In the midst of this pandemic, there is a lot of talk about people who are more at risk for COVID-19 than others. Medical professionals encourage elderly people, people with underlying respiratory conditions like asthma, people with autoimmune diseases, and several others to be even more cautious than the average person regarding exposure. However, a recent study has found that there is another group of people to add to that list. That would be people who have addiction disorders. According to HealthDay News, the study consisted of, “analyzing the health records of more than 73 million patients in the United States. People with addiction disorders accounted for just over 10% of those in the study, and nearly 16% of COVID-19 cases.” 1 If you suffer from substance abuse, reaching out to an addiction treatment center could help with additional protection against COVID-19.
Tobacco and Opioid Addiction and COVID-19
COVID-19 was found to be especially common in people with tobacco and opioid addictions. This is presumably because of the respiratory issues that often come with frequent smoking and opioid use. Smoking can also cause lung cancer, and we already know that people with cancer or other dangerous illnesses face serious risks when it comes to contracting COVID-19. These preexisting conditions along with COVID-19 can be lethal. A recent study showed that people with addiction were more likely to require hospitalization or die from COVID-19. 1
Social Aspects of Addiction and COVID-19
Another factor contributing to the dangers of COVID-19 and addiction disorders is the fact that people with addiction are often marginalized and stigmatized among their communities. This prevents them from learning about the necessary precautions to take against COVID-19. In addition, people with addiction disorders often come from low-income areas or are homeless. This is often a barrier them from being able to afford or have access to necessary medical help. 2
People who are homeless face an even greater risk. Their greater exposure to public places and to possible transmission of the virus is significantly higher. This is even more prevalent for people in prison who are current or former drug users. Unfortunately, we are beginning to see an increase in the spread of COVID-19 in prison populations where access to healthcare may not be adequate for the increased need. The close quarters and shared space of people in prison don’t help this situation.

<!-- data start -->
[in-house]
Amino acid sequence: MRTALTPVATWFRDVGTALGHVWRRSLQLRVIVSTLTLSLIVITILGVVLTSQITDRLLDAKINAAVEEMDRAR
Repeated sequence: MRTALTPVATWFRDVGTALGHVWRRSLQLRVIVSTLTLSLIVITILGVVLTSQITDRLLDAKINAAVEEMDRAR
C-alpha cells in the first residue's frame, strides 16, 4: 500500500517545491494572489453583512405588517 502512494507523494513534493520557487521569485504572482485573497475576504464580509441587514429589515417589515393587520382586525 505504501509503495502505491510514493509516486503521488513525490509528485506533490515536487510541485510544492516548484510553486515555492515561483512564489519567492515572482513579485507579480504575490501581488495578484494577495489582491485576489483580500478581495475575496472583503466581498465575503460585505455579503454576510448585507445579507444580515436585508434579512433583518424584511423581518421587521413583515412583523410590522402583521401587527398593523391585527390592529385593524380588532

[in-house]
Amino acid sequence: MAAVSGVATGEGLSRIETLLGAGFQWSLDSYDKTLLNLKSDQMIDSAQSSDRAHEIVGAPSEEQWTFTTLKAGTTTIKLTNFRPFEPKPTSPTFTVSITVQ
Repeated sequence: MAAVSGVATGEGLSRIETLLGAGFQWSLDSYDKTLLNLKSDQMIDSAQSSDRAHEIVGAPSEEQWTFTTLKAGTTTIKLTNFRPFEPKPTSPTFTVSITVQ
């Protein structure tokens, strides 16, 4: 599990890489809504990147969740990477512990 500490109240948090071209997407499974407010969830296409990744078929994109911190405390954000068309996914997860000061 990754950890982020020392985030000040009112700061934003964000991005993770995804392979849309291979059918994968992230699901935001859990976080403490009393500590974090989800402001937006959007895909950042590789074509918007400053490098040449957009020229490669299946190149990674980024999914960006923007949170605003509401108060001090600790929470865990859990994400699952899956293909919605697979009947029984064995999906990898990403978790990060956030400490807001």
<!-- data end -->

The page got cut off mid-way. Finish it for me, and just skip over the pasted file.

The HealthDay study also found that black people with a recent opioid use disorder diagnosis had more than four times the risk of COVID-19 than white people. High blood pressure, diabetes, heart disease, and kidney disease — all risk factors for COVID-19 — were more common among black patients than whites with opioid use disorder.” 1
Addiction Treatment Center See a Rise in Substance Abuse During the COVID-19 Pandemic
In addition to addiction disorders causing greater risk for COVID-19, it is also causing addiction rates to spike. Addiction disorders are often worsened when a person is alone and isolated. Stress, anxiety, and depression may also worsen addiction. These co-occurring disorders often lead to a greater desire to drink or use drugs. Unfortunately, these mental health concerns are even more prevalent among many Americans in 2020.
Get Help From a Top-Rated Addiction Treatment Center
All of this said it is most important to stay aware of how addiction can affect your risk level for COVID-19. Of course, the best way to reduce your level of COVID-19 risk due to addiction is to reach out for help from an addiction treatment center. If you or a loved one is struggling with an addiction disorder, contact Ocean Hills Recovery today.
About the author:
Greg opened his home and heart to alcoholics and addicts in 2003. He is a Certified Addictions Treatment Counselor (CATCI). Starting in 2009 Greg has fostered the growth of Ocean Hills Recovery into one of the most respected and effective treatment centers in the area and has been working with people with addictions since March of 2001. Greg believes in a holistic approach to recovery. His focus is on drug alcohol addiction treatment with a combination of 12 Step work, therapy and counseling, and the rejuvenation of the body through healthful eating and exercise. He has designed his program to foster a family-like atmosphere and believes that people in recovery are just beginning their lives. He encourages the people he works with to learn to enjoy life in sobriety. Greg is married to Nicole; they have two adorable sons together and an energetic yellow Labrador Retriever.